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A Description of the RC2(r) Encryption Algorithm (RFC2268)

IP.com Disclosure Number: IPCOM000002828D
Original Publication Date: 1998-Mar-01
Included in the Prior Art Database: 2019-Feb-15
Document File: 11 page(s) / 14K

Publishing Venue

Internet Society Requests For Comment (RFCs)

Related People

R. Rivest: AUTHOR

Related Documents

10.17487/RFC2268: DOI

Abstract

This memo describes a conventional (secret-key) block encryption algorithm, called RC2, which may be considered as a proposal for a DES replacement. This memo provides information for the Internet community. It does not specify an Internet standard of any kind.

This text was extracted from a PDF file.
This is the abbreviated version, containing approximately 18% of the total text.

Network Working Group R. Rivest Request for Comments: 2268 MIT Laboratory for Computer Science Category: Informational and RSA Data Security, Inc. March 1998

A Description of the RC2(r) Encryption Algorithm

Status of this Memo

This memo provides information for the Internet community. It does not specify an Internet standard of any kind. Distribution of this memo is unlimited.

Copyright Notice

Copyright (C) The Internet Society (1998). All Rights Reserved.

1. Introduction

This memo is an RSA Laboratories Technical Note. It is meant for informational use by the Internet community.

This memo describes a conventional (secret-key) block encryption algorithm, called RC2, which may be considered as a proposal for a DES replacement. The input and output block sizes are 64 bits each. The key size is variable, from one byte up to 128 bytes, although the current implementation uses eight bytes.

The algorithm is designed to be easy to implement on 16-bit microprocessors. On an IBM AT, the encryption runs about twice as fast as DES (assuming that key expansion has been done).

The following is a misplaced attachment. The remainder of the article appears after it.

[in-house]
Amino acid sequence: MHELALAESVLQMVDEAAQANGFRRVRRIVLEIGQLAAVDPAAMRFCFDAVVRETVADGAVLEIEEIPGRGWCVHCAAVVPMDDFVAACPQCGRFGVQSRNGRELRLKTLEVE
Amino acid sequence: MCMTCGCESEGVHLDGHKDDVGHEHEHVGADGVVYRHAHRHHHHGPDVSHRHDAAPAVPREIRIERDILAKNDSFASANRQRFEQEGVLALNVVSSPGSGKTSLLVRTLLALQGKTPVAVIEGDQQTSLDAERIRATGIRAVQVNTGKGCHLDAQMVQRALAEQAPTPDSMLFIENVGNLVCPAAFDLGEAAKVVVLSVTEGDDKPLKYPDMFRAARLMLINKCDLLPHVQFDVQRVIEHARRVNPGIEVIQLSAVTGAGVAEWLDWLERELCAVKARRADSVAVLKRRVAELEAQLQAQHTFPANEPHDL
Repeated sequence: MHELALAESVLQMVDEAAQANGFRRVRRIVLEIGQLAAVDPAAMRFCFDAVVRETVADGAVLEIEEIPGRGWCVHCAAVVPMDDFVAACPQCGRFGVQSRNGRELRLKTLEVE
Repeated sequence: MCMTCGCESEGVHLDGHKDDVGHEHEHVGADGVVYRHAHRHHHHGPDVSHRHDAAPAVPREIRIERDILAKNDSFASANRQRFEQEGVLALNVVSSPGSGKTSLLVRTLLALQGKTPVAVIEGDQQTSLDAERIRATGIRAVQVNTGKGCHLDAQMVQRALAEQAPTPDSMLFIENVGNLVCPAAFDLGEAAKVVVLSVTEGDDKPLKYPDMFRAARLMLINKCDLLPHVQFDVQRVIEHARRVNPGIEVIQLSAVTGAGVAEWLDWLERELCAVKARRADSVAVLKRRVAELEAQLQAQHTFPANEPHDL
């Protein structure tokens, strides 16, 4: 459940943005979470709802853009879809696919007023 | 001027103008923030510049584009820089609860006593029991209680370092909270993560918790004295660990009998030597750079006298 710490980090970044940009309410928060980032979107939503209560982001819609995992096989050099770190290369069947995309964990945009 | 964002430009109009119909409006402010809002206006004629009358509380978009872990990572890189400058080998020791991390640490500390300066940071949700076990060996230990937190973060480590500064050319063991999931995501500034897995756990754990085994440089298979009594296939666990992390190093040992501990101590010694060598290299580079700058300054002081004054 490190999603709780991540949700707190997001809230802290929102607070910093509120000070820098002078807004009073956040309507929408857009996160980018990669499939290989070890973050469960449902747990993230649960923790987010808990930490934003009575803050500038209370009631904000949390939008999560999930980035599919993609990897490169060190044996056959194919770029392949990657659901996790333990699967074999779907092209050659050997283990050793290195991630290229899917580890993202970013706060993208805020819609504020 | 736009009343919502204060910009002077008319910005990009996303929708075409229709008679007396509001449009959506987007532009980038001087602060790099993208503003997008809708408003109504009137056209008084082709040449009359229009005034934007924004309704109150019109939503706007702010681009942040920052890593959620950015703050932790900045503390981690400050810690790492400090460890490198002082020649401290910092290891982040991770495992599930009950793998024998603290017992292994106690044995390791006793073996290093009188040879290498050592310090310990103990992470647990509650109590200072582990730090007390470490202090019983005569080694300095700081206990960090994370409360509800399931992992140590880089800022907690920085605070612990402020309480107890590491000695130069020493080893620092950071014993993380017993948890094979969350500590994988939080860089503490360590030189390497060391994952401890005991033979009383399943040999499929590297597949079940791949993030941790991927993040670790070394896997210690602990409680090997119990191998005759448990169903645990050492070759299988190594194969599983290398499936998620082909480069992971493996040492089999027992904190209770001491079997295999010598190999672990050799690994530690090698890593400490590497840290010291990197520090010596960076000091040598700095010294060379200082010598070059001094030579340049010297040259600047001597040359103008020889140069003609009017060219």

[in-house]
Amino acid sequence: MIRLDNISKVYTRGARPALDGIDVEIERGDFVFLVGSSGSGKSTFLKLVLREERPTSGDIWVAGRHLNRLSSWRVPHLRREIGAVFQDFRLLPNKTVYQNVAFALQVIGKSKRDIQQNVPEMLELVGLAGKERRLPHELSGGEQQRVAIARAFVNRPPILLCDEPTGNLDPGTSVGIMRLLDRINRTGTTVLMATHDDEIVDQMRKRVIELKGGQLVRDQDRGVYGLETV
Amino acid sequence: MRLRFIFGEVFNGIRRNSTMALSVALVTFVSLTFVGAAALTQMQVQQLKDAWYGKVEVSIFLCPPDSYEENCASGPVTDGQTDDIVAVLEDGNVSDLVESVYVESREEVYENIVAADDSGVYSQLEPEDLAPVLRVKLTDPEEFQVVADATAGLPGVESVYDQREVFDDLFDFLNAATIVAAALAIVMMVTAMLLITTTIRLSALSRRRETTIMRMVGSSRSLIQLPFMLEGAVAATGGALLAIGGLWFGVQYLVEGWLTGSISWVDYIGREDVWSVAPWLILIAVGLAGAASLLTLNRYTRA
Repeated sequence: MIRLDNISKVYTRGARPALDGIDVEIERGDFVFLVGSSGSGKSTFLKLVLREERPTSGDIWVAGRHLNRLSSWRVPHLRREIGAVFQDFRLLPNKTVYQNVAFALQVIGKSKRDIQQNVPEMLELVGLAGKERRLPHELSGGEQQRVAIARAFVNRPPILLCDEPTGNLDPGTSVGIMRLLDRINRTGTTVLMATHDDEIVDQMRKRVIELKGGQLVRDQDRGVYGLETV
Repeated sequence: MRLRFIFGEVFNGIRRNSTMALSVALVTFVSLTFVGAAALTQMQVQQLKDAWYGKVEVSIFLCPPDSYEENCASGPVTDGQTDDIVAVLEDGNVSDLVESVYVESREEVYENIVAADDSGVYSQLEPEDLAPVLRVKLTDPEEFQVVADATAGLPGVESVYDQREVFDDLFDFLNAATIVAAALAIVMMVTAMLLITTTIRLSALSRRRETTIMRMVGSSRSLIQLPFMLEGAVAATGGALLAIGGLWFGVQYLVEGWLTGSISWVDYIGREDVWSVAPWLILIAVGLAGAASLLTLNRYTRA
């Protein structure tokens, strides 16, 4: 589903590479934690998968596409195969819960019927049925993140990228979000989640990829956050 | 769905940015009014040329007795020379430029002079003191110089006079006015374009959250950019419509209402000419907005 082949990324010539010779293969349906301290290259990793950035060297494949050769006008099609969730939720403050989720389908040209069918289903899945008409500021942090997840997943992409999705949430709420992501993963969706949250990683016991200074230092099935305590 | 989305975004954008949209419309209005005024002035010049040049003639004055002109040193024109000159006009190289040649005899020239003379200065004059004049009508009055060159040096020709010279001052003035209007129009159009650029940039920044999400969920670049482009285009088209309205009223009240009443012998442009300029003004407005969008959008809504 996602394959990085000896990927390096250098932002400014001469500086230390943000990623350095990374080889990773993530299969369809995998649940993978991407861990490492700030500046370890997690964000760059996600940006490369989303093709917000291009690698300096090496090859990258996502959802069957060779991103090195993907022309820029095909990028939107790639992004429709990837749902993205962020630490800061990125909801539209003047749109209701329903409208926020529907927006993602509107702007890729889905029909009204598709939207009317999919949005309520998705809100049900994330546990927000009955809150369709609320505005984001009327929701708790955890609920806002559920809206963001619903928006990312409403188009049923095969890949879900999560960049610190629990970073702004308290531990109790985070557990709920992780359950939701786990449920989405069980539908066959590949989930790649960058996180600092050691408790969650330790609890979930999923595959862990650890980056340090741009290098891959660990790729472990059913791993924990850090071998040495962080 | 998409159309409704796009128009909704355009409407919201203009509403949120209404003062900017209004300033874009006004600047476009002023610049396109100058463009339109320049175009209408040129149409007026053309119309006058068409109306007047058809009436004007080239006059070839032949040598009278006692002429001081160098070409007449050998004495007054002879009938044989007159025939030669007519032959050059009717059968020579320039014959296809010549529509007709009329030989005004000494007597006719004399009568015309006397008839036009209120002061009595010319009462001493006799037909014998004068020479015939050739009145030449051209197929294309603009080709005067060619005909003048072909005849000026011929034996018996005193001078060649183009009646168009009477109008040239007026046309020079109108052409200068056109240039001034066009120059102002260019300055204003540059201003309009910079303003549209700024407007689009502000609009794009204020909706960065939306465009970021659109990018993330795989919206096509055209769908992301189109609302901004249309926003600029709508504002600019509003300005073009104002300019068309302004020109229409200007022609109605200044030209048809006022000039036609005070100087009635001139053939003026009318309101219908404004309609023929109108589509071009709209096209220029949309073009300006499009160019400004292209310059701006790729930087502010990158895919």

1.1 Algorithm description

We use the term "word" to denote a 16-bit quantity. The symbol + will denote twos-complement addition. The symbol & will denote the bitwise "and" operation. The term XOR will denote the bitwise "exclusive-or" operation. The symbol ˜ will denote bitwise complement. The symbol ^ will denote the exponentiation operation. The term MOD will denote the modulo operation.

There are three separate algorithms involved:

Key expansion. This takes a (variable-length) input key and produces an expanded key consisting of 64 words K[0],...,K[63].

Rivest Informational [Page 1]

RFC 2268 RC2(r) Encryption Algorithm March 1998

Encryption. This takes a 64-bit input quantity stored in words R[0], ..., R[3] and encrypts it "in place" (the result is left in R[0], ..., R[3]).

Decryption. The inverse operation to encryption.

2. Key expansion

Since we will be dealing with eight-bit byte operations as well as 16-bit word operations, we will use two alternative notations

for referring to the key buffer:

For word operations, we will refer to the positions of the buffer as K[0], ..., K[63]; each K[i] is a 16-bit word.

For byte operations, we will refer to the key buffer as L[0], ..., L[127]; each L[i] is an eight-bit byte.

These are alternative views of the same data buffer. At all times it will be true that

K[i] = L[2*i] + 256*L[2*i+1].

(Note that the low-order byte of each K word is given before the high-order byte.)

We will assume that exactly T bytes of key are supplied, for some T in the range 1 <= T <= 128. (Our current implementation uses T = 8.) However, regardless of T, the algorithm has a maximum effective key length in bits, denoted T1. That is, the search space is 2^(8*T), or 2^T1, whichever is smaller.

The purpose of the key-expansion algorithm is to modify the key buffer so that each bit of the expanded key depends in a complicated way on every bit of the supplied input key...

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